VILNIUS - A roadmap for the energy future of the Baltics, including the initiation of the common energy market, has been set up at a Vilnius meeting that included all three Baltic prime ministers.
Also, after years of infighting between Lithuania and Latvia over where the Swedlink cable will be grounded on the Baltic side, Lithuania has been confirmed as the country where it will land.
"It is clear that the landscape of the energy situation in Baltic States will change dramatically after the closure of Ignalina Nuclear Power Plant. From net exporters we will become net importers. Our region can even face a shortage of electricity in wintertime. That's why we must unite our efforts and find common solutions," Lithuanian Prime Minister Andrius Kubilius said after the April 27 meeting.
Estonian Prime Minister Andrus Ansip said the creation of the common market was the most important part of the plan.
"I don't want to say that this nuclear plant is just a detail, but it is," he said about Lithuania's new nuclear power plant, which is still in the planning stage.
The Baltic prime ministers made the announcement in a press conference as they signed off on a joint declaration spelling out the region's energy plans for the future.
The declaration includes the removal of regulated tariffs on 35 percent of all energy sold in the three countries to facilitate the opening of the market, the removal of barriers stopping energy suppliers from selling their energy on the free market without losing government support and the ensurance that energy suppliers are independent.
It also provisions the speed up of Estlink-2 's the 635-megawatt undersea cable from Estonia to Finland 's and the plans to proceed on Swedlink.
Deputy head of Mission of the Swedish Embassy in Vilnius Eva Nilsson told TBT that Sweden welcomes the news.
"We are happy that there is an agreement among the Baltic countries. It's most important that there is an agreement on the common market 's we are welcoming this announcement from the prime ministers," she said.
Kubilius said that the decision to make a united market would benefit consumers.
"An open and transparent common Baltic electricity market based on the Nordpool model would allow us to increase reliability of electricity supply as well as to enhance competition. And this in turn would be the impetus for energy companies to increase efficiency of their activities thus minimizing the costs. At the same time it would create the possibilities for consumers to choose the supplier under the best conditions," he said.
Swedlink is now expected to be completed in 2016, said Mikael Odenberg, the Director General of Swedish power company Svenska Kraftnat. The Lithuanian Ministry of Energy confirmed the estimate.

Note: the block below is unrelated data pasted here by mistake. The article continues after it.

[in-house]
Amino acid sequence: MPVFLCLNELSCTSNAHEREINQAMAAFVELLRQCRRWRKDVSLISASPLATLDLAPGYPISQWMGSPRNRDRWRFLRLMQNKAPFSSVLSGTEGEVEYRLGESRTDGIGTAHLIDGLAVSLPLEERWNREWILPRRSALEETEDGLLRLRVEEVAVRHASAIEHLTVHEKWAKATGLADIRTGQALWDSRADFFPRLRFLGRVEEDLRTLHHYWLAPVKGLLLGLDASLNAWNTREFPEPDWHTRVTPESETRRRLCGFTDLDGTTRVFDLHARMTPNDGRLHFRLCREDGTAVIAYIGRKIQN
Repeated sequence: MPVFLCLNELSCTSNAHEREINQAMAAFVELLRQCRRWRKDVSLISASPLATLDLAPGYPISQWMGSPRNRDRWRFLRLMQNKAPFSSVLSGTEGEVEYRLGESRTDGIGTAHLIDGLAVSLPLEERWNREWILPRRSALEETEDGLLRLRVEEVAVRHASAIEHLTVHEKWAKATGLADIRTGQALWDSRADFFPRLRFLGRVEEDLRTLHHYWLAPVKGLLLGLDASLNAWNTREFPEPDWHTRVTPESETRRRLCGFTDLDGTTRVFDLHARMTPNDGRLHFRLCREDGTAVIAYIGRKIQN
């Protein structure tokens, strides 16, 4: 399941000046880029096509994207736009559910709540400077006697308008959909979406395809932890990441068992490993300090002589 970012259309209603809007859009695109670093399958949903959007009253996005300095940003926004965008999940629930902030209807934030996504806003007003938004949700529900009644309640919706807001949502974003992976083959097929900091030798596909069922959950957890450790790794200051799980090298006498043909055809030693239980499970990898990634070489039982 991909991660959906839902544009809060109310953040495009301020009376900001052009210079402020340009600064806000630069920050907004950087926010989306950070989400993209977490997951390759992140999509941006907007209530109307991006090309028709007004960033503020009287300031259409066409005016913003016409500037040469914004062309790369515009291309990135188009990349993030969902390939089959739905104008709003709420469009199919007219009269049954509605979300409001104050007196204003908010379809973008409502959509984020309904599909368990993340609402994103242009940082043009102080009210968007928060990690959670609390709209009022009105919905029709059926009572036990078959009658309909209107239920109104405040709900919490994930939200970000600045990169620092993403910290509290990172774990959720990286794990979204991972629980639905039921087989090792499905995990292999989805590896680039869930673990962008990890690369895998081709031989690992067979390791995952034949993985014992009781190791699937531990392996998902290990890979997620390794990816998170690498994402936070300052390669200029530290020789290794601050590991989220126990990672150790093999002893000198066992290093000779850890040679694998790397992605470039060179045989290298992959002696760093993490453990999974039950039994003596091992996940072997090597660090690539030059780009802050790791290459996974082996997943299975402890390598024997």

Ansip said the link will be a Baltic solution and that Sweden cannot be expected to take charge.
"The key issue in our region 's this is a common electricity market. The Swedish taxpayers are not ready to build a connector that would improve energy security in our region. They want to create a business: they want to be sure that they will be able to purchase electricity from our market and sell in our market. It is clear that the overall market is a crucial thing," Ansip said.
The Lithuanian minister of energy has again reiterated that the link is not to Lithuania, but to the united energy grid.
"This is a link between the Baltic and Nordic markets 's it's not about the country, but about the cost and the time. It's a good step to connection and joining to Nordic and European markets," Energy Minister Arvydas Sekmokas told TBT.
The exact landing place of the cable has not yet been decided, the minister said.
After recent confusion over which countries are interested, all three prime ministers restated their interest in the construction of a new nuclear power plant in Lithuania, but said that it has been proceeding too slowly.
"We are also not satisfied with the project progress until this year, therefore, have taken initiative to accelerate. To set up the energy ministry and approve the action plan," Kubilius said.
"The government sees that it is necessary to build a new nuclear power plant not only in Lithuania, but also the entire region. This is our strategic approach," Kubilius said.
Ansip highlighted that his country still wants to participate in the construction of a new power plant in Lithuania, but is not satisfied with the project.
"We expected more, but now we have only the environmental impact assessment. We expected more. We need speed. We in Estonia are already in a huge hurry. We want to move. We are still interested, but really hope that the development speed will be higher than the previous year," Ansip said.